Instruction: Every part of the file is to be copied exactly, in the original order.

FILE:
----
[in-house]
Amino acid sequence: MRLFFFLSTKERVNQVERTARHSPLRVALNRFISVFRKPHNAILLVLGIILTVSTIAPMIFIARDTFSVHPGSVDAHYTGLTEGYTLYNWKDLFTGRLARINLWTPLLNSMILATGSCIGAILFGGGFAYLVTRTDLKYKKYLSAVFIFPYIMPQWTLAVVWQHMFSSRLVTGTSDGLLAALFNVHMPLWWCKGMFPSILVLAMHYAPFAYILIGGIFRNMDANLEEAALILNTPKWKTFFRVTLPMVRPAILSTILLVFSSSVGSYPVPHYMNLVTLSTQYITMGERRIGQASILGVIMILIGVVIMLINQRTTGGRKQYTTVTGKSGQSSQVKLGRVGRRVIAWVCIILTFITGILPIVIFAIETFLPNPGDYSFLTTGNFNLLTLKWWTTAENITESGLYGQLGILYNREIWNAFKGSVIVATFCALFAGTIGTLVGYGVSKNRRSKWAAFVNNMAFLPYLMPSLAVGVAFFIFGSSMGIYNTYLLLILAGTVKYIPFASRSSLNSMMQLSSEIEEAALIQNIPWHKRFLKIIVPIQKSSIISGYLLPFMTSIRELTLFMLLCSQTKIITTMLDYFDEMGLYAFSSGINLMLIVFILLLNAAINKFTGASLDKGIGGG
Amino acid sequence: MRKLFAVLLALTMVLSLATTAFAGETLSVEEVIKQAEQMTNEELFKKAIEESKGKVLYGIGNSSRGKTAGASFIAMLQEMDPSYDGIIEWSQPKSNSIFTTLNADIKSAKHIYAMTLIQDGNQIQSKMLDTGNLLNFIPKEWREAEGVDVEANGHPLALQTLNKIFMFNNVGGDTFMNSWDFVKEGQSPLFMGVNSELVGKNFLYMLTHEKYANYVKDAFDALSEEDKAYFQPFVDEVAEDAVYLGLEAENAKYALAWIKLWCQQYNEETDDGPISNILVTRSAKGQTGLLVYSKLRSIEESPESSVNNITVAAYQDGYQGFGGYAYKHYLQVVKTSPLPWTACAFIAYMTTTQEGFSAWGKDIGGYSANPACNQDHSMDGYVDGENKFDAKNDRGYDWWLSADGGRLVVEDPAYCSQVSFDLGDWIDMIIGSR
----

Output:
[in-house]
Amino acid sequence: MRLFFFLSTKERVNQVERTARHSPLRVALNRFISVFRKPHNAILLVLGIILTVSTIAPMIFIARDTFSVHPGSVDAHYTGLTEGYTLYNWKDLFTGRLARINLWTPLLNSMILATGSCIGAILFGGGFAYLVTRTDLKYKKYLSAVFIFPYIMPQWTLAVVWQHMFSSRLVTGTSDGLLAALFNVHMPLWWCKGMFPSILVLAMHYAPFAYILIGGIFRNMDANLEEAALILNTPKWKTFFRVTLPMVRPAILSTILLVFSSSVGSYPVPHYMNLVTLSTQYITMGERRIGQASILGVIMILIGVVIMLINQRTTGGRKQYTTVTGKSGQSSQVKLGRVGRRVIAWVCIILTFITGILPIVIFAIETFLPNPGDYSFLTTGNFNLLTLKWWTTAENITESGLYGQLGILYNREIWNAFKGSVIVATFCALFAGTIGTLVGYGVSKNRRSKWAAFVNNMAFLPYLMPSLAVGVAFFIFGSSMGIYNTYLLLILAGTVKYIPFASRSSLNSMMQLSSEIEEAALIQNIPWHKRFLKIIVPIQKSSIISGYLLPFMTSIRELTLFMLLCSQTKIITTMLDYFDEMGLYAFSSGINLMLIVFILLLNAAINKFTGASLDKGIGGG
Amino acid sequence: MRKLFAVLLALTMVLSLATTAFAGETLSVEEVIKQAEQMTNEELFKKAIEESKGKVLYGIGNSSRGKTAGASFIAMLQEMDPSYDGIIEWSQPKSNSIFTTLNADIKSAKHIYAMTLIQDGNQIQSKMLDTGNLLNFIPKEWREAEGVDVEANGHPLALQTLNKIFMFNNVGGDTFMNSWDFVKEGQSPLFMGVNSELVGKNFLYMLTHEKYANYVKDAFDALSEEDKAYFQPFVDEVAEDAVYLGLEAENAKYALAWIKLWCQQYNEETDDGPISNILVTRSAKGQTGLLVYSKLRSIEESPESSVNNITVAAYQDGYQGFGGYAYKHYLQVVKTSPLPWTACAFIAYMTTTQEGFSAWGKDIGGYSANPACNQDHSMDGYVDGENKFDAKNDRGYDWWLSADGGRLVVEDPAYCSQVSFDLGDWIDMIIGSR